Under Escobar, the first factor relevant to materiality is whether the government expressly identified the provision at issue as a condition of payment. In Foreman, the relator argued the contract incorporated, and required compliance with, numerous Performance Work Statements (“PWS”) and Federal Acquisition Regulations (“FAR”) that the defendant, AECOM, violated. AECOM countered that none of those provisions specifically identified the requirements that AECOM allegedly violated as an express condition of payment, cutting against materiality. AECOM also noted that, under the relator’s logic, “every single PWS, and thousands of FAR provisions, would each constitute an express condition of payment.” The Court agreed, finding that the first factor weighed neutrally in the materiality analysis “at most,” and emphasizing that the “generic and routine” contractual provisions referencing the importance of these requirements “do not put a contractor on notice of the importance of a given requirement to the government’s payment decision.”
Government Response to Non-Compliance
The Court then considered the government’s response to the alleged noncompliance in both the “mine run of cases” and in the particular case. The relator had alleged facts involving another overbilling case against a different defendant in which the government initiated an enforcement action and ultimately received a settlement. The Court noted that at the pleading stage, when drawing inferences in a plaintiff’s favor, the facts underlying the other case must be accepted as similar to the instant case. But, citing Strock, it explained that allegations of post hoc prosecutions or other enforcement actions do not carry the same probative weight as allegations of nonpayment, and thus, the probative value of the other enforcement action alleged in the complaint was neutral at best.
The Court further explained that continued payment by the government after learning of the alleged fraud substantially increases the burden on the relator in establishing materiality, citing U.S. ex rel. Harman v. Trinity Industries, Inc. et al., 872 F.3d 645 (5th Cir. 2017). Here, allegations in the complaint and a pair of DCMA corrective action reports demonstrated that the government had actual knowledge of AECOM’s alleged MHU rate violations, with AECOM even holding discussions with the Army about how to address the DCMA’s concerns. The Second Circuit agreed with the district court that repeated renewal and extension of the contract undermined materiality in light of the government’s knowledge and investigation.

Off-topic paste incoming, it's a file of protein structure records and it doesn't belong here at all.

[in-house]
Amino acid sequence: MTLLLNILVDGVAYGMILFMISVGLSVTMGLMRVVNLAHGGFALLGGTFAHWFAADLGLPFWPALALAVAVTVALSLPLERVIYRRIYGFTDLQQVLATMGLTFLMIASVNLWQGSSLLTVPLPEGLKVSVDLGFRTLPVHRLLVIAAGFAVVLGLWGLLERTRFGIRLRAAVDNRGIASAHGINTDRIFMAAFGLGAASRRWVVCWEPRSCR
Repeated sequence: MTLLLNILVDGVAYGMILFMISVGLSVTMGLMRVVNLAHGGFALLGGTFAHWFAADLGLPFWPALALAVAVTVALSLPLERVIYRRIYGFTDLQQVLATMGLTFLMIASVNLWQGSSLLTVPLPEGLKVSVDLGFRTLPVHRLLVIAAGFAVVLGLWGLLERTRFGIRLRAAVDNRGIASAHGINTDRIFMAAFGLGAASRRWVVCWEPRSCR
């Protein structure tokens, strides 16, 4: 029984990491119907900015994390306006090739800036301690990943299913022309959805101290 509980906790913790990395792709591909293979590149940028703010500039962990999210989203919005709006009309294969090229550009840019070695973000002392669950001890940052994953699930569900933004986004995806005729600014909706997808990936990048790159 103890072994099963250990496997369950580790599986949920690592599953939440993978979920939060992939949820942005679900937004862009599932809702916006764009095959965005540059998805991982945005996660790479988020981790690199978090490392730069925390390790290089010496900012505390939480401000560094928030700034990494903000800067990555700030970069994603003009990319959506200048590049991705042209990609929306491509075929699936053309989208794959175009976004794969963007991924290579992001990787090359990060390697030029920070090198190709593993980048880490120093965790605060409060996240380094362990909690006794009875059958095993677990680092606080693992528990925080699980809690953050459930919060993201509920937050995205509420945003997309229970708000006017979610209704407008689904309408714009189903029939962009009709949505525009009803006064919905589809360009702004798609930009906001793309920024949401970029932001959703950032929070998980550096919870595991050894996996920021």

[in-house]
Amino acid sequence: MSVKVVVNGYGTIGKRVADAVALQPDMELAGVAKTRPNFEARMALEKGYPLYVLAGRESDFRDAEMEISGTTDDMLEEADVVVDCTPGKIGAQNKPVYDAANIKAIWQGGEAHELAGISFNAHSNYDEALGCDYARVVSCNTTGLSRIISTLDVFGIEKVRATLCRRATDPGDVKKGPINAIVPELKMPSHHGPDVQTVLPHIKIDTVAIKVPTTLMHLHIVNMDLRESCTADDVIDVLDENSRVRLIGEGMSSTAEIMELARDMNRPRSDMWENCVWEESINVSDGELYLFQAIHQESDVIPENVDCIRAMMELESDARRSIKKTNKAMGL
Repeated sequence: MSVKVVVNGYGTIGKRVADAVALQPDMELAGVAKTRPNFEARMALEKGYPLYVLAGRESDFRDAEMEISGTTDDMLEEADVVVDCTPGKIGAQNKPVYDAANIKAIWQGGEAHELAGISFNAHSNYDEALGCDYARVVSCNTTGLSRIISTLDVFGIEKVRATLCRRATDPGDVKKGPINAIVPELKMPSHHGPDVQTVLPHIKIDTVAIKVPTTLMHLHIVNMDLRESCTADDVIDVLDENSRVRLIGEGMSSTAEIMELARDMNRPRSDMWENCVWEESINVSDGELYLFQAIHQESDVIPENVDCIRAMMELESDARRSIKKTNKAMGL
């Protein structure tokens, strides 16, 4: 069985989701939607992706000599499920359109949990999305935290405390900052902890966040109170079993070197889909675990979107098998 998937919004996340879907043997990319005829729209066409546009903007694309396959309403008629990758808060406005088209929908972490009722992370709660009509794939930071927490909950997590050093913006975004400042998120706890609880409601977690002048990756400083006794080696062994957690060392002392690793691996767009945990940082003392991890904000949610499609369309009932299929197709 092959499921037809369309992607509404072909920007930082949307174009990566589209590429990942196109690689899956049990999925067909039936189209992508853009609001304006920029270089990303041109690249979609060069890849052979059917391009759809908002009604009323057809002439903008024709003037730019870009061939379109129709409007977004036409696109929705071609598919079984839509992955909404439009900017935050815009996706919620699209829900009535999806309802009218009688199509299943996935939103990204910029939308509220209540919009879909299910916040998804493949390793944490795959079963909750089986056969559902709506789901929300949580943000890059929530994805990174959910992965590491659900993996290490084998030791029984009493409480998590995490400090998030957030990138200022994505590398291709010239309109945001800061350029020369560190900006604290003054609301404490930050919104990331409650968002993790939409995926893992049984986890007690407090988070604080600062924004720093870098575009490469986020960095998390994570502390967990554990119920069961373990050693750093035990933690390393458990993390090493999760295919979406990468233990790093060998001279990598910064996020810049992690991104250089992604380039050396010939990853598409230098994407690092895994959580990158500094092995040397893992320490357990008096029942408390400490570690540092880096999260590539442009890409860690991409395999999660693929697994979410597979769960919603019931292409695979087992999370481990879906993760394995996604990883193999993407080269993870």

The Court also distinguished two cases where circuit courts reached a different conclusion: U.S. ex rel. Prose v. Molina Healthcare of Illinois, Inc., 10 F.4th 765 (7th Cir. 2021) and U.S. ex rel. Cimino v. International Business Machines Corp., F.4th 412 4 (D.C. Cir. 2021). In those cases, the Second Circuit explained, the filing of the relator’s complaint was “the only evidence of the government’s alleged knowledge of the contractual violations at issue.” (Emphasis added.) In contrast, the Court found, it was not just “bald assertions” by the defendant, but “documentary evidence demonstrating that the government had actual knowledge” of the contractual failures “yet nevertheless not only continued to extend and pay claims . . . but also never demanded repayment, disallowed any charged costs, or penalized AECOM.”